Politics & Policy

Durbin, Again

The Illinois Democrat makes another mess for himself.

The story unfolding over George Washington University law professor Jonathan Turley’s dispute with Sen. Dick Durbin’s office over John Robert’s religious convictions took a new turn Monday when Charles Hurt of the Washington Times reported on a letter that Turley sent to Durbin’s office in an effort to set the record straight.

Last month, Turley wrote an op-ed in the Los Angeles Times in which he reported on a meeting that took place between Roberts and key senators, including Durbin. Turley wrote that:

According to two people who attended the meeting, Roberts was asked by Sen. Richard Durbin (D-Ill.) what he would do if the law required a ruling that his church considers immoral… Renowned for his unflappable style in oral argument, Roberts appeared nonplused and, according to sources in the meeting, answered after a long pause that he would probably have to recuse himself.

The next morning, Durbin spokesman Joe Shoemaker told Charles Hurt that Durbin never asked that question. He also said the following:

“I don’t know who was [Turley’s] source… Whoever the source was either got it wrong or Jonathan Turley got it wrong.”

Mr. Turley, contacted by The Washington Times yesterday, said his sources were Mr. Durbin and Mr. Shoemaker.

Unfortunately for Shoemaker, he left a taped phone message with Turley the night before the column ran. According to Turley’s letter, Shoemaker “made no objection to the accuracy of the recusal story.” Instead, according to the letter, Shoemaker said in the message that, “The only condition under which you can use [the story] is not to identify our office, not identify Durbin, and to say that this came up in the course of several meetings with several senators.”

The issue of whether Turley could mention Durbin and that specific meeting is one that Turley said he had already discussed with Shoemaker and his editors at the Los Angeles Times: He argued that he had an on-the-record conversation with Durbin and that Durbin’s office didn’t dispute that.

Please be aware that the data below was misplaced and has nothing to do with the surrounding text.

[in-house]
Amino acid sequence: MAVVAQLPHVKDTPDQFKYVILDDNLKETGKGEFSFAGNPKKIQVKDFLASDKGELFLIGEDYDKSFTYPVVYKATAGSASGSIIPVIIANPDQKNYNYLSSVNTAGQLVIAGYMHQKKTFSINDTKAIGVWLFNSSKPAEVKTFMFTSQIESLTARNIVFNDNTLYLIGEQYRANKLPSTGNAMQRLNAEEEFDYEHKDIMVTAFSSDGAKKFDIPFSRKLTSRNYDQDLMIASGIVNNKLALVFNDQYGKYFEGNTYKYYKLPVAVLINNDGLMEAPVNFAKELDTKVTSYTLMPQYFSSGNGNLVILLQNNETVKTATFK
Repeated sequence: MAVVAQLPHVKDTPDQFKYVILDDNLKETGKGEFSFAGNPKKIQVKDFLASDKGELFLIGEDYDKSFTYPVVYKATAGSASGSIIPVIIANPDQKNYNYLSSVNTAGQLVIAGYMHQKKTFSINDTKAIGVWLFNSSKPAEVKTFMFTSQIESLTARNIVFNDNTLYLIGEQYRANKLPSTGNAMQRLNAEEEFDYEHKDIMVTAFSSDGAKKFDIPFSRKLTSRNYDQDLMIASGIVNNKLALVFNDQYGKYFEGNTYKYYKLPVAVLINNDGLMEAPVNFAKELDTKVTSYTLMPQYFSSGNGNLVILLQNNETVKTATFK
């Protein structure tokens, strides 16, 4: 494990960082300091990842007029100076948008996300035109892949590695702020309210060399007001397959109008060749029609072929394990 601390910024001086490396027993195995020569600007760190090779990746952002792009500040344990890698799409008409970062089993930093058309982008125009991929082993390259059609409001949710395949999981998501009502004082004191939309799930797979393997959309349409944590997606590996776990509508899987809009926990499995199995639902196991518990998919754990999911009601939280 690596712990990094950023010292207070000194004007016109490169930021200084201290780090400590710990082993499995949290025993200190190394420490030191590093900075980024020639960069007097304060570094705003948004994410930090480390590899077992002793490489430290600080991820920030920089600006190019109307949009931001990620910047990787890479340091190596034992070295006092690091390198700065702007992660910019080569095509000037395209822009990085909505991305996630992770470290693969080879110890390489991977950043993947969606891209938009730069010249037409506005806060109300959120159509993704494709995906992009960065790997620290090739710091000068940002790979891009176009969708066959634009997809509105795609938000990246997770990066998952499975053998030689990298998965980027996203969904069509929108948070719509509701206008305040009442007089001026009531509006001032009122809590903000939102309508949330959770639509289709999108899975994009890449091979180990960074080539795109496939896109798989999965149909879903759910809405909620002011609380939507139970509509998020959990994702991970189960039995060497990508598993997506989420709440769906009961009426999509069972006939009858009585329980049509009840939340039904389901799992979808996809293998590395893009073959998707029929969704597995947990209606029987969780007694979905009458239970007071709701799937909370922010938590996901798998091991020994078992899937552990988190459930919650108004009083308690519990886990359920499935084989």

After the column ran and Shoemaker publicly denied Turley’s account, Turley contacted Shoemaker. According to Turley’s letter to Durbin, Shoemaker:

confirmed that [our] conversation was not off-the-record and that you knew that I was working on a piece when we spoke. [Shoemaker] further confirmed that a faith question had been raised but that the recusal answer was to a different conflicts question. I was amazed by that response…

Obviously, there would be nothing newsworthy or notable in a statement from Roberts that he would recuse himself in a standard professional conflict of interest. Moreover, there would be no reason why you would not want a reference to the specific meeting for such an innocuous answer.

Shoemaker would not comment on the record to NRO. All he would say is that Turley got his facts wrong. Others familiar with the meeting, such as Sen. John Cornyn, have said that Roberts never said he would recuse himself from a religious case, and that much no longer seems to be disputed. The question is did Durbin try to use Turley to float some bad information about Roberts that was sure to upset conservatives? There are two alternatives to this explanation:

1. Durbin got confused and gave Turley an inaccurate account of what was said at the meeting, and Shoemaker, also confused, verified that account, or at the very least failed to challenge it; or

2. Turley, a media-friendly professor and legal commentator who has written roughly 500 articles, picked this point in his career to start making stuff up.

The first possibility could have occurred, but then why would Durbin’s office be so quick to disavow his on-the-record comments if he thought they were true? The second possibility also seems most unlikely–especially given the notes, e-mails, and taped messages Turley said he can produce to back up his account.

Without a fuller explanation from Durbin, it looks like he gave Turley some bad information, either on purpose or by accident, and then tried to evade responsibility–first by demanding anonymity after granting an on-the-record interview, and then by calling Jonathan Turley a liar.

Before long, Senator Durbin–who made ill-advised comments about our troops in June–may need to make his second apology of the summer.

Stephen Spruiell reports on the media for National Review Online’s new media blog.


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